Editors note: The following commentary appeared on thedailyrecord.com on December 28, 2017.
As I read a recent article on the tax bill approved by the U.S. Congress, one line in particular caught my attention. “Drilling would be allowed in the Arctic National Wildlife Refuge.”
The bill’s other provisions are related to taxes, deductions, exemptions and credits. But the drilling provision, on its face, has nothing to do with a taxation bill. Such unrelated amendments, or “riders,” are frequently found in federal legislation and are a threat to the public’s trust in government. Government transparency is clouded by adding these unrelated amendments which often don’t get a hearing. Although riders are a common occurrence in federal legislation, they are quite rare in most states and local governments.
Forty-one states, including Maryland, have a constitutionally imposed or implied one-subject rule for legislation. The one-subject rule requires a bill to address or contain a single subject. In most states, like Maryland, this extends to a one-subject title requirement, which is intended to avoid misleading the public about the content of a bill. In the United States, these rules date back to the 19th century, as citizens sought to prevent their elected officials from adopting unsavory proposals as part of more popular legislation.
The Maryland Court of Appeals discussed the intended policy of Article III, section 29 in 1946 in the case Neuenschwander v. Washington Suburban Sanitary Commission:
“In this way the people of the State were frequently inflicted with pernicious legislation. Very often the foreign matters were incorporated into the law stealthily, especially during the haste and confusion that always prevailed near the close of the session, and in this way the statute books contained many enactments which few of the members of the Legislature knew anything about.”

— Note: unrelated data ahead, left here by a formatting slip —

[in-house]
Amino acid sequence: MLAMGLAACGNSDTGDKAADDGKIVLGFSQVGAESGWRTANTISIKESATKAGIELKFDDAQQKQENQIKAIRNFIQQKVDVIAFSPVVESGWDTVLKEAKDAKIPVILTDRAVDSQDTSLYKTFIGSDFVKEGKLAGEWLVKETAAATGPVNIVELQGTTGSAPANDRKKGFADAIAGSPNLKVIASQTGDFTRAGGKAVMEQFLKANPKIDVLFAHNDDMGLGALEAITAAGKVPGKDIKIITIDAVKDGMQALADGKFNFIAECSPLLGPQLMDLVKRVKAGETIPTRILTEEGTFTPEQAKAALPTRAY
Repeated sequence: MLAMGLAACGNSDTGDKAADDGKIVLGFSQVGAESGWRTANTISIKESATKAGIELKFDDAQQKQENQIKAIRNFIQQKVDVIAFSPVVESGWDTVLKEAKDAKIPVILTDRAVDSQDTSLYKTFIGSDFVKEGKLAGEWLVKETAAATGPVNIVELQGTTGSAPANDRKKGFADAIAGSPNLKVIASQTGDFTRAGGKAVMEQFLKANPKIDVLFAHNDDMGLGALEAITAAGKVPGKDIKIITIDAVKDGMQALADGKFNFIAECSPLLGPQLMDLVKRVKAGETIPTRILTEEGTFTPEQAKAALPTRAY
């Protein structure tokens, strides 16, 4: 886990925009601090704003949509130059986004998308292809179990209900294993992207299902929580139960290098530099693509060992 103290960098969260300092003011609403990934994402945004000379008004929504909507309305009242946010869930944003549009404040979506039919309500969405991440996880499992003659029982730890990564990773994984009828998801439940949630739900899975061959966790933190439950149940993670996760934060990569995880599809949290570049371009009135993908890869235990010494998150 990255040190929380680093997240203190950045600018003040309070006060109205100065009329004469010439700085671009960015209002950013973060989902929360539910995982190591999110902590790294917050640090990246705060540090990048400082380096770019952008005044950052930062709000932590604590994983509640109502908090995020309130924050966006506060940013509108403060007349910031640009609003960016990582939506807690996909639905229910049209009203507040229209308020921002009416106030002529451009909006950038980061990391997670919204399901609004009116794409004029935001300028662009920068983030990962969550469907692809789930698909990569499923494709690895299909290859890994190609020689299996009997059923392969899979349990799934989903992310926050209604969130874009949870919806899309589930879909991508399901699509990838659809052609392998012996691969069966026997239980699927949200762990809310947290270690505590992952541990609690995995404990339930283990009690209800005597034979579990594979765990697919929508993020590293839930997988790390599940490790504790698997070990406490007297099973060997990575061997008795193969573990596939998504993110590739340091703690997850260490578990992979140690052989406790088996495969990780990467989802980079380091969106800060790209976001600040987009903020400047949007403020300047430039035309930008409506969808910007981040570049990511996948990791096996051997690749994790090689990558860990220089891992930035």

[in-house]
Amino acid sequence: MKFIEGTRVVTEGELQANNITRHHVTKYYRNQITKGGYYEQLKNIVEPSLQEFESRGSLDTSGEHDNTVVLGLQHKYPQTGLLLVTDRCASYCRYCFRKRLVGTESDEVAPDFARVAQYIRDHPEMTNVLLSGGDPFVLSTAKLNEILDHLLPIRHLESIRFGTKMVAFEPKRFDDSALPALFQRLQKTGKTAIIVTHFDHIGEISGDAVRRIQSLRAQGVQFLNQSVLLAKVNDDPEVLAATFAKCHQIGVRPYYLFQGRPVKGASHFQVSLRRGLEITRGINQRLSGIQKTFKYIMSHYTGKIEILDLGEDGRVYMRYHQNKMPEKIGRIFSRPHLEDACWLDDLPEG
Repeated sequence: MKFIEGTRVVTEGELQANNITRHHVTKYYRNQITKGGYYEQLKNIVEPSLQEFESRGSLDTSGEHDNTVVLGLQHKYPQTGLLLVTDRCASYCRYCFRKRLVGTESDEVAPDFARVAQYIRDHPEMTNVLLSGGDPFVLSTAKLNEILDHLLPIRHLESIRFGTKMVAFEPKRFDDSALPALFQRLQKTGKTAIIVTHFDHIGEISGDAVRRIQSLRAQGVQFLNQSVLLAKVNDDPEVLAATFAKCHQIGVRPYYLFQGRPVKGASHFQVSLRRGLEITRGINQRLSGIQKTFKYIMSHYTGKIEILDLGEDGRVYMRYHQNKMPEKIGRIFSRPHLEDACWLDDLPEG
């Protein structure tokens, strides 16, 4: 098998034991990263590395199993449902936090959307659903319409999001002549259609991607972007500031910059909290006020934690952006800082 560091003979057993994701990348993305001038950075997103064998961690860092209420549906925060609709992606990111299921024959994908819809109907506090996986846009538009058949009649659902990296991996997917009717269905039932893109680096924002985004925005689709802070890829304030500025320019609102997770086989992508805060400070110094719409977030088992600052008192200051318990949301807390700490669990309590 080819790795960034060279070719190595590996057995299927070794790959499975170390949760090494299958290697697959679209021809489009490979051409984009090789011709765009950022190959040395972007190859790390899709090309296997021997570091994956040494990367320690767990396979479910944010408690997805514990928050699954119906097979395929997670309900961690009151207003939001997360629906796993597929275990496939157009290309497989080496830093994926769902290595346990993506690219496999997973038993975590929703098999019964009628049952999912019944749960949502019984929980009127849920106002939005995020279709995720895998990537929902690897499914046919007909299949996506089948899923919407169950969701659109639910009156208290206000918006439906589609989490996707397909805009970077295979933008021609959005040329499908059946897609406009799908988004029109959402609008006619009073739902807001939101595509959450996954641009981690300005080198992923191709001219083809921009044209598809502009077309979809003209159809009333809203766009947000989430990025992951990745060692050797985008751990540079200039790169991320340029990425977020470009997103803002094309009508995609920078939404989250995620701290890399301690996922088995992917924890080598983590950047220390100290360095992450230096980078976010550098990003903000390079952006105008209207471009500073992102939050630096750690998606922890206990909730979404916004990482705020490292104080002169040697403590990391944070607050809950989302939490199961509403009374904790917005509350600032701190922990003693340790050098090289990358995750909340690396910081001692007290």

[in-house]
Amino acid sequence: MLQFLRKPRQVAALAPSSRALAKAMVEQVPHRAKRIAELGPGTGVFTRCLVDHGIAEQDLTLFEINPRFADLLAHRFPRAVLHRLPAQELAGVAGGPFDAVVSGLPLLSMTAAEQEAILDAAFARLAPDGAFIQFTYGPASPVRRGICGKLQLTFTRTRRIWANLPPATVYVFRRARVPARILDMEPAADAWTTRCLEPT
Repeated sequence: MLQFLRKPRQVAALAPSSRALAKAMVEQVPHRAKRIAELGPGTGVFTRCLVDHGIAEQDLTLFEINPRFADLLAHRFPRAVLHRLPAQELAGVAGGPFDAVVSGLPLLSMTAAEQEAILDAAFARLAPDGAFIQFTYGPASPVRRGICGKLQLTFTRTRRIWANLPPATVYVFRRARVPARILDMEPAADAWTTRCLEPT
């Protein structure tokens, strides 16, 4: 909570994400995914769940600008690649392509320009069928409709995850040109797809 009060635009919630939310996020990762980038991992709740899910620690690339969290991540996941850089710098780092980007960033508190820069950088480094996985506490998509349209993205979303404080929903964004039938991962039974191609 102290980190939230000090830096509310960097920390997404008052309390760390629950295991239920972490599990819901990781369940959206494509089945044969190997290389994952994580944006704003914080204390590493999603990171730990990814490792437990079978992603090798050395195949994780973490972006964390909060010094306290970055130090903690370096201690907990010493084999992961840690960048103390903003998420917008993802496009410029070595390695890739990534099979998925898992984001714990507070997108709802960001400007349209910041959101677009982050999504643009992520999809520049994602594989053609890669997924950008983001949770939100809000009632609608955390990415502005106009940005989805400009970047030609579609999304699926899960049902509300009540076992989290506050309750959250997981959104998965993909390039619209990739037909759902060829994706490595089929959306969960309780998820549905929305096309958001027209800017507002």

There are several positive outcomes when the single-subject rule is in place.
First, transparency is increased. When unrelated provisions are added to a bill, it becomes difficult for either the public or legislators to understand the scope of the bill and its impact or the motivations of the legislators involved. This is an enormous problem at the federal level, where obscure unrelated provisions are often added, particularly to appropriations bills, in order to secure votes for the passage of the original bill.
Second, a single-subject rule prevents legislators from having to decide how to vote on a bill if both agreeable and disagreeable provisions are present. Instead, the legislator is free to vote for or against a bill based on its merits, without muddying the issue with unrelated provisions. In Congress, members who are committed to voting for a bill may have to accept an undesirable amendment in order for the bill to pass, or vote against a bill they support because of a provision they oppose.
Finally, the rule protects the governor’s veto power, which allows the state to maintain checks and balances. When more than one subject is included in a bill, the executive may be forced to veto a bill that on the whole has a positive impact, or in the alternative, allow a bill to become law that contains a disagreeable provision.
While the Congress does not have a single-subject rule, for some time there was a check on riders and unrelated provisions through the president’s line-item veto power. However, the Supreme Court struck down this power in the 1998 case Clinton v. City of New York. Since that decision, it has become even more difficult to constrain omnibus congressional legislation, which has contributed to a loss in faith and trust in the government by Americans.
The recent passage of the “income tax reform” that includes the authorization of drilling in the Arctic National Wildlife Refuge is just one example of why American voters are rightfully more skeptical about the intentions of legislative activity at all levels of government.
With all the talk about transparency in government perhaps it is time for Congress to alter its procedures and consider a single-subject rule. The chances of adopting it through the traditional method of a constitutional amendment are lengthy and challenging.
But if our congressional leaders are serious about reform and restoring American’s trust in the legislative process, taking it upon themselves to adopt the single-subject rule would be a boon to transparency and help restore faith in government.
Donald C. Fry is president and CEO of the Greater Baltimore Committee. He is a frequent contributor to The Daily Record.